Author Topic: Confused by denomination  (Read 689 times)

Offline PaulStaffs

  • RootsChat Veteran
  • *****
  • Posts: 681
    • View Profile
Confused by denomination
« on: Tuesday 07 May 19 10:39 BST (UK) »
I have a family with half a dozen children born in the 1820s. Some of the middle children were baptised at an Independent chapel while the others were 'done' at the usual Anglican parish church. I could understand if they had switched from one denomination to another but it seems odd that they are mixed up in this way (unless they tried the non-conformist route then changed their minds). The parents themselves were both baptised at the parish church.

Does anyone else have this situation or thoughts as to why it might happen?

RootsChat is the busiest, largest free family history forum site in the country. It is completely free to use. Register now.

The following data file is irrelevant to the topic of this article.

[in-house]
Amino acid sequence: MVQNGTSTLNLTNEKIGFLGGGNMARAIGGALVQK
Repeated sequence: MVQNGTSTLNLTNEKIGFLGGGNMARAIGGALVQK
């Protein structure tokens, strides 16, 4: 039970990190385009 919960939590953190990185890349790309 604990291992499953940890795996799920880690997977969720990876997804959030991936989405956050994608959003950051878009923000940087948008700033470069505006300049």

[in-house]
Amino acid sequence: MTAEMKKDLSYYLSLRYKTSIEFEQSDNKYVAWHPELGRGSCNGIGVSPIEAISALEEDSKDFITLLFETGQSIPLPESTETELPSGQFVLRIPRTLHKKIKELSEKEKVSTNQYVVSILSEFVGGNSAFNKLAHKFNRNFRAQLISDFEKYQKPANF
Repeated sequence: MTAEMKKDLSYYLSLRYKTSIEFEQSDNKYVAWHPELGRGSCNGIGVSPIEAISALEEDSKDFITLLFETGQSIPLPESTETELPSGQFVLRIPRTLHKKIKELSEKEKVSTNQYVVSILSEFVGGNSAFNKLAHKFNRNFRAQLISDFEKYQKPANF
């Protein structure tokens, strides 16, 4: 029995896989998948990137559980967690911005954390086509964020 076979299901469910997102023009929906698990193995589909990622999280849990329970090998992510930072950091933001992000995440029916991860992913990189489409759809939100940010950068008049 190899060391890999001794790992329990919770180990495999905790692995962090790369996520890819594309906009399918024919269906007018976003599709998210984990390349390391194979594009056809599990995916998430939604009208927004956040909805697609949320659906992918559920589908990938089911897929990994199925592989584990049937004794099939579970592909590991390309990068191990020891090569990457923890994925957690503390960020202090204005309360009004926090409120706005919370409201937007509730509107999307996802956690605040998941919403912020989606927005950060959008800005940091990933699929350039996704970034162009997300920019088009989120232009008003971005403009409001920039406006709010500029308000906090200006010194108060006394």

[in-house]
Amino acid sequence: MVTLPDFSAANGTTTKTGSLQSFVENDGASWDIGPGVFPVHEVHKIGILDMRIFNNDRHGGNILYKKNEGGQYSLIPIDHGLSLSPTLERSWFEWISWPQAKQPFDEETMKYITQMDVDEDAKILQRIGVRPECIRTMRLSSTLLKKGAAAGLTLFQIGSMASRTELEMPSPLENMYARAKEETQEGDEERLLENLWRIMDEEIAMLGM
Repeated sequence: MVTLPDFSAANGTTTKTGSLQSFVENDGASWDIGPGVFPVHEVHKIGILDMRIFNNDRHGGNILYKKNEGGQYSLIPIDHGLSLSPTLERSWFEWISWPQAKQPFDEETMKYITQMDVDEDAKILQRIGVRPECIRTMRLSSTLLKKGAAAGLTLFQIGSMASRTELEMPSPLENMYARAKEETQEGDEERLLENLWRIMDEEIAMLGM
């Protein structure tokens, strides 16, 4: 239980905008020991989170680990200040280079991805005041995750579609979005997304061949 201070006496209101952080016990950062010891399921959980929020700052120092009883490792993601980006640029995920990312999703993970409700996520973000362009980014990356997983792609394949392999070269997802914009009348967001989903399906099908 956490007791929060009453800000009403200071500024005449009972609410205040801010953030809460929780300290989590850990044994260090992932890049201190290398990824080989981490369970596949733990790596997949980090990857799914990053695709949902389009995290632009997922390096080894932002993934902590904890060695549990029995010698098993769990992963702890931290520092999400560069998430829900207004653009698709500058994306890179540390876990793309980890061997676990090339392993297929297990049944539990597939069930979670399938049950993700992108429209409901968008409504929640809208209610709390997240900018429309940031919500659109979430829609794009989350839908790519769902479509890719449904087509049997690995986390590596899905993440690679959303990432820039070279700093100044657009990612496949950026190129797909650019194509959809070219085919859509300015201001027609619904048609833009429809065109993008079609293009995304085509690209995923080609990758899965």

Also register instantly with Facebook or Twitter (and other social networks). Start your genealogy search now.


Offline Kiltpin

  • RootsChat Senior
  • ****
  • Posts: 376
  • Stand and be Counted
    • View Profile
Re: Confused by denomination
« Reply #1 on: Tuesday 07 May 19 11:04 BST (UK) »
I really don't know the answer. 

But sometimes it is not about the Message, but rather about the Messenger. Some preachers are just more charismatic than others. At a time before radio and TV and literacy was low, maybe a better class of live entertainment was called for. 

Regards 

Chas
Whannell - Eaton - Jackson
India - Scotland - Australia

RootsChat is the busiest, largest free family history forum site in the country. It is completely free to use. Register now.
Also register instantly with Facebook or Twitter (and other social networks). Start your genealogy search now.


Offline majm

  • RootsChat Marquessate
  • *******
  • Posts: 21,293
  • NSW 1806 Bowman Flag Ecce signum.
    • View Profile